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Tuesday, 4 June, 2002, 21:30 GMT 22:30 UK
Million throng for Jubilee finale
The Queen was touched by the warm reception from crowds
The Queen was touched by the warm reception
A spectacular flypast and the sound of a million people joining a patriotic singalong have brought the final day of the Golden Jubilee celebrations to a close

The Queen and senior members of the Royal Family watched from a balcony at Buckingham Palace as 27 planes, ending with Concorde and the Red Arrows, flew above the Mall.

Gratitude, respect and pride, these words sum up how I feel about the people of this country and the Commonwealth - and what this Golden Jubilee means to me

The Queen

That was followed by two renditions of Land of Hope and Glory and the national anthem by the huge crowds in a sea of Union Flags below.

About 20,000 performers from Britain and the Commonwealth had taken part in a colourful and diverse parade in the afternoon.

Heathrow airport closed down for 10 minutes to allow the safe passage of the aircraft over London.

Concorde leads the Red Arrows over The Mall
Concorde and the Red Arrows thrilled the crowds

Flying at an altitude of 1,500ft, the planes grouped in eight formations, each separated by two miles.

Other aircraft taking part included C17 Globemaster, two Tornados, a Nimrod, and the new Eurofighter, which will enter service with the RAF later this year.

The Red Arrows released red, white and blue smoke as Land Of Hope And Glory rang out across the Mall and the Queen waved goodbye to the thousands of flag-waving spectators.

Cheers for princes

Earlier, children from theatre group Chicken Shed escorted the Queen from the royal stage to Buckingham Palace, following the parades.

A gift from the Commonwealth was unveiled by children in the forecourt.

It was an embroidered balcony hanging with badges representing the different countries, commissioned by the Royal School of Needlework.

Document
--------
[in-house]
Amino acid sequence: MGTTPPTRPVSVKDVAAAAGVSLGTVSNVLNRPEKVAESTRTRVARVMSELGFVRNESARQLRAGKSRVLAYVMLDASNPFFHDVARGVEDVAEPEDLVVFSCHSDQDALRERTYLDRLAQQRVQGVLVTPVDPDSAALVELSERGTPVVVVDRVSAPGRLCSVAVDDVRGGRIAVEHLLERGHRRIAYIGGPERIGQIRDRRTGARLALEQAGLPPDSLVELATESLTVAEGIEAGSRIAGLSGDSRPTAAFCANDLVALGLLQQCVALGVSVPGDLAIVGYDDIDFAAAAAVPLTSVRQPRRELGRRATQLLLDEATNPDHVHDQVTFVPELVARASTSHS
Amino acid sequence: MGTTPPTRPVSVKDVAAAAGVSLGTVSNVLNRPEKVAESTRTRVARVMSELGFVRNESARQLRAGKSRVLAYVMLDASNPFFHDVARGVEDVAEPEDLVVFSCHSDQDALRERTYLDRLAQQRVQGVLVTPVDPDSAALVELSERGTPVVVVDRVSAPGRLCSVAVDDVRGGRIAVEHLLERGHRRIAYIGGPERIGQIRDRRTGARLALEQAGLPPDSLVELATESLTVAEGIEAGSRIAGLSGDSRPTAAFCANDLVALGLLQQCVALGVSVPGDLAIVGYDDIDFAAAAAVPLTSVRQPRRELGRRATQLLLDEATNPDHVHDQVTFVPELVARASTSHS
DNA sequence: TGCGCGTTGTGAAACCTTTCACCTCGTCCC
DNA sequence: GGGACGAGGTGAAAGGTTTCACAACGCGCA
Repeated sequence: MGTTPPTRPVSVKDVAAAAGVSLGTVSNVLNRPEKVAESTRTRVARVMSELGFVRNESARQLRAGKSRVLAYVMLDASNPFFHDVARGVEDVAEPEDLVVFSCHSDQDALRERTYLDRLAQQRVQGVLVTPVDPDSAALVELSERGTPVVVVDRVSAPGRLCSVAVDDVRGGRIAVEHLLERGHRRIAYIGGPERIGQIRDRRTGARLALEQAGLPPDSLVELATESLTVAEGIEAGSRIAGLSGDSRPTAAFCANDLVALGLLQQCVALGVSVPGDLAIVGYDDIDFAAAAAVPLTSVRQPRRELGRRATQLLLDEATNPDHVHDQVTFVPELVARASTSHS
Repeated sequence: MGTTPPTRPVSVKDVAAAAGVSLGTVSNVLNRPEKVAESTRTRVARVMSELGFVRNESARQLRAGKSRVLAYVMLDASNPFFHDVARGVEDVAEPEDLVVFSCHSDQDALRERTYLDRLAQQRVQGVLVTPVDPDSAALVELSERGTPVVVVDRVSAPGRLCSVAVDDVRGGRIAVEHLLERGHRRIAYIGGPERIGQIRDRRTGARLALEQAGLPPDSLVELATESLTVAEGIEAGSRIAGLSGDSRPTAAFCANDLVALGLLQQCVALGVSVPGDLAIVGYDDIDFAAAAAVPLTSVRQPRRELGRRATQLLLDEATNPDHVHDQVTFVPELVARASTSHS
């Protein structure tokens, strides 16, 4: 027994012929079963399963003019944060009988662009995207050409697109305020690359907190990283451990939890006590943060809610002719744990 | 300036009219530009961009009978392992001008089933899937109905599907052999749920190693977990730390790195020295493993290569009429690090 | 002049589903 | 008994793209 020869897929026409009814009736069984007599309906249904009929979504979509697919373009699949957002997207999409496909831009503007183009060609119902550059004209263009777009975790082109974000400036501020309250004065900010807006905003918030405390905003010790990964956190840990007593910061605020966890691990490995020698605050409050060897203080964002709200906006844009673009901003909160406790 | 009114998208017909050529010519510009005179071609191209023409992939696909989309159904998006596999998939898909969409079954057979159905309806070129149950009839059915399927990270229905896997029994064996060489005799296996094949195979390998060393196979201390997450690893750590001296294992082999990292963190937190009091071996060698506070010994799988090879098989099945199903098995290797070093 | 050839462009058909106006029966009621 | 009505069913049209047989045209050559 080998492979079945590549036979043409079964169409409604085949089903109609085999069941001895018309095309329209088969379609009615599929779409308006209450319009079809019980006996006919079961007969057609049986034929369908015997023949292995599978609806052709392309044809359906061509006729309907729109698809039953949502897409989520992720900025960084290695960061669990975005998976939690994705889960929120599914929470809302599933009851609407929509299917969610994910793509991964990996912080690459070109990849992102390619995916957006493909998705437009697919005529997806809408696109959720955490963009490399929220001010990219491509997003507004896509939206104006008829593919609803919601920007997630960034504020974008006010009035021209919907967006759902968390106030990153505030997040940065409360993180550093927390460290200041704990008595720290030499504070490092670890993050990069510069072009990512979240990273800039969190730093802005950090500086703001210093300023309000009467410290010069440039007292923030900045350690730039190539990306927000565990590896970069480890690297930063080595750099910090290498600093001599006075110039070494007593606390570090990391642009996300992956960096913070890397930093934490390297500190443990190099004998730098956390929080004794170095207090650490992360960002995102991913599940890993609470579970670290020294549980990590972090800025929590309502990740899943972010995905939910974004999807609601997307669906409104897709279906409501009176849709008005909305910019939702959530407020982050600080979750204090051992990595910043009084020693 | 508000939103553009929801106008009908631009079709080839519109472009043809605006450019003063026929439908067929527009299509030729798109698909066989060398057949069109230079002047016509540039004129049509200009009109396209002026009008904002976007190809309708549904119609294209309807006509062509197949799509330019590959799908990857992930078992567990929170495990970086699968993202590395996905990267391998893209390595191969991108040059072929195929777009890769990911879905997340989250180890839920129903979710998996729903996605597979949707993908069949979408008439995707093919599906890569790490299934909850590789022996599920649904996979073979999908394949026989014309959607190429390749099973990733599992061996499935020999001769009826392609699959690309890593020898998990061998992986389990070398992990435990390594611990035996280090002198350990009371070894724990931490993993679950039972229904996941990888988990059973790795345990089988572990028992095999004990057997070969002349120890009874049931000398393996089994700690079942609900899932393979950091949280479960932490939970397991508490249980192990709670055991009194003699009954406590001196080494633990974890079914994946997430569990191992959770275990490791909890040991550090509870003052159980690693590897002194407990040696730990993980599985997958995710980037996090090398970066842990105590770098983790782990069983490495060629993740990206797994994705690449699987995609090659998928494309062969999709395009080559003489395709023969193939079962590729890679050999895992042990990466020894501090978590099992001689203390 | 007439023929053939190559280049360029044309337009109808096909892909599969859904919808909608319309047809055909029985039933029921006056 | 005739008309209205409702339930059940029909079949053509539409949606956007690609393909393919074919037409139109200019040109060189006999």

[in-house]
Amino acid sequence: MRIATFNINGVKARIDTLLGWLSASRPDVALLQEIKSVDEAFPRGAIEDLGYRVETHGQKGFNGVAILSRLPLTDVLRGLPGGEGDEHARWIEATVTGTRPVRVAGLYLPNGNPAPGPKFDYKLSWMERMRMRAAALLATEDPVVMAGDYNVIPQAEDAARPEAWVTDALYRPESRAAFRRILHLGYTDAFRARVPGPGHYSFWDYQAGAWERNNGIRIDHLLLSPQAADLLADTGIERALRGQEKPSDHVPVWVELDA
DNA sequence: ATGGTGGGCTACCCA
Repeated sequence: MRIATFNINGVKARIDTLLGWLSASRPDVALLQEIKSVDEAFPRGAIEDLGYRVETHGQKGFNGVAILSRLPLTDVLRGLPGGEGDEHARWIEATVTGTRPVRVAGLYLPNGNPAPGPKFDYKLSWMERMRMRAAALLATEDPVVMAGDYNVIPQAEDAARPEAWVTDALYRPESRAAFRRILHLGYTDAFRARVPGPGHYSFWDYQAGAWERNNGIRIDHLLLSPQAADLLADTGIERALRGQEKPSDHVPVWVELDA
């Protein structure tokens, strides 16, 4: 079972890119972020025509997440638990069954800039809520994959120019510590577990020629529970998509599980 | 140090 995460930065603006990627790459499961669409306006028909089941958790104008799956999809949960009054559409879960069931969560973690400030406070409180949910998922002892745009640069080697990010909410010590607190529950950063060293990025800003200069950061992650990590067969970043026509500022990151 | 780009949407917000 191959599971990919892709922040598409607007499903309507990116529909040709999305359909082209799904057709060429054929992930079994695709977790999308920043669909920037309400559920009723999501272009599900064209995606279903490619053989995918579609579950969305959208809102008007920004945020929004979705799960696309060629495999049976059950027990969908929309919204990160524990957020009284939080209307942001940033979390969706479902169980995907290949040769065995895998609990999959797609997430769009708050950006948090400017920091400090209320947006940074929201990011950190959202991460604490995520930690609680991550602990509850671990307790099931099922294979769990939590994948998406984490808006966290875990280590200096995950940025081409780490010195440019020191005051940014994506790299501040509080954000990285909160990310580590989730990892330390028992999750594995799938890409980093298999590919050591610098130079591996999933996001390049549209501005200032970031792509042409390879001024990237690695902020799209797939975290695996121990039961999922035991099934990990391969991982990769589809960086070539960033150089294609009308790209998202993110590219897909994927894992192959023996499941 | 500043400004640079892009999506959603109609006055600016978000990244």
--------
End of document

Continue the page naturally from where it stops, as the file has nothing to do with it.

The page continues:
The Mall
The Mall sang and waved in appreciation

While the Royal Family made their way up to the balcony, the crowds outside sang You'll Never Walk Alone.

First the Queen appeared, accompanied by the Duke of Edinburgh, to rapturous applause.

But the decibel level soared when the Princes William and Harry emerged.

A Welsh choir then led the crowd in a verse of We'll Keep A Welcome.

One of the spectators, Elly Hardy, 24, from York, said: "It was so good to see Concorde flying again, especially with the Red Arrows. It showed the best of Britain."

After the flypast, the Queen returned twice to wave to the applauding crowds.
The Commonwealth embroidery
A canopy for the palace balcony was decorated with Commonwealth symbols

Even after the royals left the balcony, a steel band continued the Caribbean rhythms heard earlier in the day.

In the parades, about 2,500 Notting Hill Carnival performers led the way from the Victoria Embankment to Trafalgar Square.

Among those that followed were a children's theatre group, a 5,000-strong gospel choir, war veterans and Hell's Angels.

Some floats demonstrated cultural changes in fashion and food as well as political events such as the miners' strike.


The crowds were estimated to equal those who saw the Silver Jubilee celebrations in 1977.

When Green Park was full, police directed the crowds to Hyde Park to watch the display on big screens.

There were only three arrests and 37 people were taken to hospital with minor injuries.
Prince William was a crowd favourite
Prince William was a crowd favourite

The Queen had earlier attended a lunch at the Guildhall attended by 700 VIPs, in which she thanked her family and the nation for their support.

Tony Blair also made a speech in which he paid tribute to the monarch's dedication, echoing earlier comments made by the Archbishop of Canterbury, Dr George Carey, at a thanksgiving service in St Paul's Cathedral.

There was one note of dissent in the day's festivities - more than 40 anti-royalists planning a demonstration were arrested after failing to co-operate with police.

Supporters of Movement Against the Monarchy (MA'M) had gathered earlier at Tower Hill in east London for an "Execute the Queen" street party but were quickly detained, Scotland Yard said.

The BBC's Jennie Bond
"This surely exceeded the Queen's expectations"
The BBC's Robert Hall
"Some families had camped overnight to pass on Jubilee good wishes"
The Queen
"It has been a pretty remarkable fifty years by any standards"

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